HSBC shareholders in Hong Kong are considering legal action and calling for a meeting with the bank’s management after it scrapped its dividend last week.
HSBC and the UK’s other leading banks announced last Wednesday that they were cancelling their dividends after pressure from the Bank of England to conserve cash.
Some of HSBC’s Hong Kong shareholders have formed a Facebook group which has over 3,000 members to discuss possible responses to the dividend suspension.
“At this stage, we must call an EGM (extraordinary general meeting) to let the management explain to us,” H.T. Chan, a 46-year-old retired driver and HSBC shareholder who is part of the Facebook action group, told Reuters.
“For legal action, it depends on what they respond in the EGM. Hopefully, we can call this meeting.”
Shareholders of a company with at least five per cent of the total voting rights may require it to convene an extraordinary general meeting, according to Hong Kong laws.
As of yesterday, the newly formed HSBC Shareholders Alliance in Hong Kong had registered members with combined ownership of about two per cent of the bank’s stock, Ken Lui, the convenor of the alliance, told reporters today.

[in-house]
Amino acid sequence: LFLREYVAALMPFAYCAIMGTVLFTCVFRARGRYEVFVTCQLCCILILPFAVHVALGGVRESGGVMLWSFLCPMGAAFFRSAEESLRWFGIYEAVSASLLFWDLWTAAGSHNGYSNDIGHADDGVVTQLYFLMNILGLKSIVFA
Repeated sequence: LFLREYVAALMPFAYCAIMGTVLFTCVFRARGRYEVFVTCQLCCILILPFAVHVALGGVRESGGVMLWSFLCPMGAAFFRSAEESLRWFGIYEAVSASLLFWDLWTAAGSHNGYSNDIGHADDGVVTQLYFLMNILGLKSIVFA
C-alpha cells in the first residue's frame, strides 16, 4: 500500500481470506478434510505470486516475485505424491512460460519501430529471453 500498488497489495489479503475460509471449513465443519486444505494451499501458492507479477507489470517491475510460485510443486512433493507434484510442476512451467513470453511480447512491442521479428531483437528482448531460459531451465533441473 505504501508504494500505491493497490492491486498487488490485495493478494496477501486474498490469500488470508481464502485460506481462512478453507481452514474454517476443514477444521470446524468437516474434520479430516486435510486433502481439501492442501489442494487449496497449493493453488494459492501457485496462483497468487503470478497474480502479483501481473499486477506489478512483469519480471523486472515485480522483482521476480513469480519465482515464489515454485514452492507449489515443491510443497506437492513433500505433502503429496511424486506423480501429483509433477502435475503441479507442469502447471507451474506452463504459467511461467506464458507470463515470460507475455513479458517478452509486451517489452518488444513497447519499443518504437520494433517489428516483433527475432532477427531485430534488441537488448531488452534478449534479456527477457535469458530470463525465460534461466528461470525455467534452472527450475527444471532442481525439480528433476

“Our goal is to gather five per cent of shareholding to call for an EGM … we are very optimistic as we have only set up this alliance four, five days ago.”
Read more: The impact of coronavirus on dividends
HSBC chief executive Noel Quinn in a letter to Hong Kong shareholders after the decision to suspend the dividend said the bank’s board would review the position once the economic impact of the pandemic was better understood.
“We profoundly regret the impact this will have on you, your families and your businesses. We are acutely aware of how important the dividend is to our shareholders in Hong Kong.”
Hong Kong is HSBC’s single most important market, and it is one of three note issuing banks there.
Last week the Financial Times reported that the pressure from UK regulators to cancel its dividend had restarted a debate at the bank about whether to move its headquarters to Hong Kong – although the bank denied this was being considered.
HSBC declined to comment.